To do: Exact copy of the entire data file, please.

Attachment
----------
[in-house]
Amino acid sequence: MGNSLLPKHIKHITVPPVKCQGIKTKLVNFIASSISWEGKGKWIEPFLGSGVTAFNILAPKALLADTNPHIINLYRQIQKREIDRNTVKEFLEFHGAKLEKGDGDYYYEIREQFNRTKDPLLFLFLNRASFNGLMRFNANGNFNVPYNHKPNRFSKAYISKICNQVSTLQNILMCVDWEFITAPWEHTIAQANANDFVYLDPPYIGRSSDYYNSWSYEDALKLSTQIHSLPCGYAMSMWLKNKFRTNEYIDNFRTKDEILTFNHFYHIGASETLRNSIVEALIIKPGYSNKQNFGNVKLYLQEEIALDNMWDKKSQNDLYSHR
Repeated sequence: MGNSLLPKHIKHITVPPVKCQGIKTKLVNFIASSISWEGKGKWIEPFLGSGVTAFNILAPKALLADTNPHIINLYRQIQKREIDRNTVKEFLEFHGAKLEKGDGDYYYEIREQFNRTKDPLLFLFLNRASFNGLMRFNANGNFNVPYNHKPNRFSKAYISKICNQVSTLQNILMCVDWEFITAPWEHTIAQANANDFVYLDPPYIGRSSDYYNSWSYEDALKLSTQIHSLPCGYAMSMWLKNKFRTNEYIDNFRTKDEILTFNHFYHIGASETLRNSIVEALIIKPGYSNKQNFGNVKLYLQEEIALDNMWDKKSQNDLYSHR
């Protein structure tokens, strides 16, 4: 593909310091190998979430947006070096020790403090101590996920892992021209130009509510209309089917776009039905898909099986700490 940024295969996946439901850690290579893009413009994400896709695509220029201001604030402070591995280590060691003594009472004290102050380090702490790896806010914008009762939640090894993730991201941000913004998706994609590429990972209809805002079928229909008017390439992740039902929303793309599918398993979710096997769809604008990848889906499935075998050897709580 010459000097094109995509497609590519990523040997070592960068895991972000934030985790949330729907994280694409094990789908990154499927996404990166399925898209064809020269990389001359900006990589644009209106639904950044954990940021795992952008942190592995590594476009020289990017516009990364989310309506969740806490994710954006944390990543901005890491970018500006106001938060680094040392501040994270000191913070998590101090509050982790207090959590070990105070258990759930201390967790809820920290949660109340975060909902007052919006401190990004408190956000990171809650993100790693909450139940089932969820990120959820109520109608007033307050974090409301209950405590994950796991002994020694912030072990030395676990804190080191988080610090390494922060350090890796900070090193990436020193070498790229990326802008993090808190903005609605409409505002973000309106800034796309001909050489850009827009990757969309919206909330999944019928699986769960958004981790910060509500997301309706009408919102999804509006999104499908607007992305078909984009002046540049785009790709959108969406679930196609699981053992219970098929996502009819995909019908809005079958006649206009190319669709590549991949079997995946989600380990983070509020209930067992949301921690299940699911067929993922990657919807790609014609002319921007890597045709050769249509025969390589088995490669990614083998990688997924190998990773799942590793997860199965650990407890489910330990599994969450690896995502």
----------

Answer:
[in-house]
Amino acid sequence: MGNSLLPKHIKHITVPPVKCQGIKTKLVNFIASSISWEGKGKWIEPFLGSGVTAFNILAPKALLADTNPHIINLYRQIQKREIDRNTVKEFLEFHGAKLEKGDGDYYYEIREQFNRTKDPLLFLFLNRASFNGLMRFNANGNFNVPYNHKPNRFSKAYISKICNQVSTLQNILMCVDWEFITAPWEHTIAQANANDFVYLDPPYIGRSSDYYNSWSYEDALKLSTQIHSLPCGYAMSMWLKNKFRTNEYIDNFRTKDEILTFNHFYHIGASETLRNSIVEALIIKPGYSNKQNFGNVKLYLQEEIALDNMWDKKSQNDLYSHR
Repeated sequence: MGNSLLPKHIKHITVPPVKCQGIKTKLVNFIASSISWEGKGKWIEPFLGSGVTAFNILAPKALLADTNPHIINLYRQIQKREIDRNTVKEFLEFHGAKLEKGDGDYYYEIREQFNRTKDPLLFLFLNRASFNGLMRFNANGNFNVPYNHKPNRFSKAYISKICNQVSTLQNILMCVDWEFITAPWEHTIAQANANDFVYLDPPYIGRSSDYYNSWSYEDALKLSTQIHSLPCGYAMSMWLKNKFRTNEYIDNFRTKDEILTFNHFYHIGASETLRNSIVEALIIKPGYSNKQNFGNVKLYLQEEIALDNMWDKKSQNDLYSHR
């Protein structure tokens, strides 16, 4: 593909310091190998979430947006070096020790403090101590996920892992021209130009509510209309089917776009039905898909099986700490 940024295969996946439901850690290579893009413009994400896709695509220029201001604030402070591995280590060691003594009472004290102050380090702490790896806010914008009762939640090894993730991201941000913004998706994609590429990972209809805002079928229909008017390439992740039902929303793309599918398993979710096997769809604008990848889906499935075998050897709580 010459000097094109995509497609590519990523040997070592960068895991972000934030985790949330729907994280694409094990789908990154499927996404990166399925898209064809020269990389001359900006990589644009209106639904950044954990940021795992952008942190592995590594476009020289990017516009990364989310309506969740806490994710954006944390990543901005890491970018500006106001938060680094040392501040994270000191913070998590101090509050982790207090959590070990105070258990759930201390967790809820920290949660109340975060909902007052919006401190990004408190956000990171809650993100790693909450139940089932969820990120959820109520109608007033307050974090409301209950405590994950796991002994020694912030072990030395676990804190080191988080610090390494922060350090890796900070090193990436020193070498790229990326802008993090808190903005609605409409505002973000309106800034796309001909050489850009827009990757969309919206909330999944019928699986769960958004981790910060509500997301309706009408919102999804509006999104499908607007992305078909984009002046540049785009790709959108969406679930196609699981053992219970098929996502009819995909019908809005079958006649206009190319669709590549991949079997995946989600380990983070509020209930067992949301921690299940699911067929993922990657919807790609014609002319921007890597045709050769249509025969390589088995490669990614083998990688997924190998990773799942590793997860199965650990407890489910330990599994969450690896995502």